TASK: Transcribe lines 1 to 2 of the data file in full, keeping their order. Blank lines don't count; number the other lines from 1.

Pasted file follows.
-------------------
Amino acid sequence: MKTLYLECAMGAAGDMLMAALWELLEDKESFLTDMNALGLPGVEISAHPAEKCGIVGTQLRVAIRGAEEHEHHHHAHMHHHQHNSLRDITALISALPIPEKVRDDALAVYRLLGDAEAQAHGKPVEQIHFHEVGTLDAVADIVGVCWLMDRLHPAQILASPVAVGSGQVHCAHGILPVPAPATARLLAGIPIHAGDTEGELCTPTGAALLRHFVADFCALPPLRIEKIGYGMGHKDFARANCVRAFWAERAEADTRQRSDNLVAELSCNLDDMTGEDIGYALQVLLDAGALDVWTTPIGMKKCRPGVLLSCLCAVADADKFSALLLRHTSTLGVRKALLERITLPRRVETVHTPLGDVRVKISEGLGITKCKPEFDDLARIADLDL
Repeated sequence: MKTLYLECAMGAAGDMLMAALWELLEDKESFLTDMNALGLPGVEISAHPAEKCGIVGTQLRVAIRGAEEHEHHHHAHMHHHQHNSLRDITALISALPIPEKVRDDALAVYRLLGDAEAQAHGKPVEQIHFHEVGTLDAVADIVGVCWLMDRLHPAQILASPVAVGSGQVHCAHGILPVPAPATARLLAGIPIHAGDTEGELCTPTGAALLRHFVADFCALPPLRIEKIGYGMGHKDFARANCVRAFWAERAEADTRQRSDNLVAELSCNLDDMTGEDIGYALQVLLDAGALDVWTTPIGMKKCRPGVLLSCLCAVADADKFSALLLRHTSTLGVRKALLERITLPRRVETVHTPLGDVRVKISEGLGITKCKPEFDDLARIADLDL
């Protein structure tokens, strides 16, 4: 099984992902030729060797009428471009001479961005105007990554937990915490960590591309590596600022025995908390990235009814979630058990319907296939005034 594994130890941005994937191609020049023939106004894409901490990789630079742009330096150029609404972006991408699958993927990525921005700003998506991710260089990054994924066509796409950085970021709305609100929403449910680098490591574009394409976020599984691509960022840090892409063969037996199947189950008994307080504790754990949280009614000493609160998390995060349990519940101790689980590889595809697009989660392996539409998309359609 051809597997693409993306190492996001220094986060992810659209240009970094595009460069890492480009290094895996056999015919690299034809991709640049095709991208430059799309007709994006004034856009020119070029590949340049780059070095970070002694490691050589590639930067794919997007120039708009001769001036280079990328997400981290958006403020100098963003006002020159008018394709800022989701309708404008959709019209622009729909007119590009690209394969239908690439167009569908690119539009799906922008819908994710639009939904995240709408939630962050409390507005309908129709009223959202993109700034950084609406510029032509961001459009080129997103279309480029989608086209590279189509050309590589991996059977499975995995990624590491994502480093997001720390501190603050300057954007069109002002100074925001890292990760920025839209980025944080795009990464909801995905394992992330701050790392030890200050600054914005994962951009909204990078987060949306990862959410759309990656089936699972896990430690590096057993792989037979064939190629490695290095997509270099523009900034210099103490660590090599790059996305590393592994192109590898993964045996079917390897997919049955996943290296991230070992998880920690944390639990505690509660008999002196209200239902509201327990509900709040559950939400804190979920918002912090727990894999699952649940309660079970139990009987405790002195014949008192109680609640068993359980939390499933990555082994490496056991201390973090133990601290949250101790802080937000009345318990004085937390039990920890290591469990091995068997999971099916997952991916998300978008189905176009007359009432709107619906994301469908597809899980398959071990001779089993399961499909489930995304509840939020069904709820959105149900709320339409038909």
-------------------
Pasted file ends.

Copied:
Amino acid sequence: MKTLYLECAMGAAGDMLMAALWELLEDKESFLTDMNALGLPGVEISAHPAEKCGIVGTQLRVAIRGAEEHEHHHHAHMHHHQHNSLRDITALISALPIPEKVRDDALAVYRLLGDAEAQAHGKPVEQIHFHEVGTLDAVADIVGVCWLMDRLHPAQILASPVAVGSGQVHCAHGILPVPAPATARLLAGIPIHAGDTEGELCTPTGAALLRHFVADFCALPPLRIEKIGYGMGHKDFARANCVRAFWAERAEADTRQRSDNLVAELSCNLDDMTGEDIGYALQVLLDAGALDVWTTPIGMKKCRPGVLLSCLCAVADADKFSALLLRHTSTLGVRKALLERITLPRRVETVHTPLGDVRVKISEGLGITKCKPEFDDLARIADLDL
Repeated sequence: MKTLYLECAMGAAGDMLMAALWELLEDKESFLTDMNALGLPGVEISAHPAEKCGIVGTQLRVAIRGAEEHEHHHHAHMHHHQHNSLRDITALISALPIPEKVRDDALAVYRLLGDAEAQAHGKPVEQIHFHEVGTLDAVADIVGVCWLMDRLHPAQILASPVAVGSGQVHCAHGILPVPAPATARLLAGIPIHAGDTEGELCTPTGAALLRHFVADFCALPPLRIEKIGYGMGHKDFARANCVRAFWAERAEADTRQRSDNLVAELSCNLDDMTGEDIGYALQVLLDAGALDVWTTPIGMKKCRPGVLLSCLCAVADADKFSALLLRHTSTLGVRKALLERITLPRRVETVHTPLGDVRVKISEGLGITKCKPEFDDLARIADLDL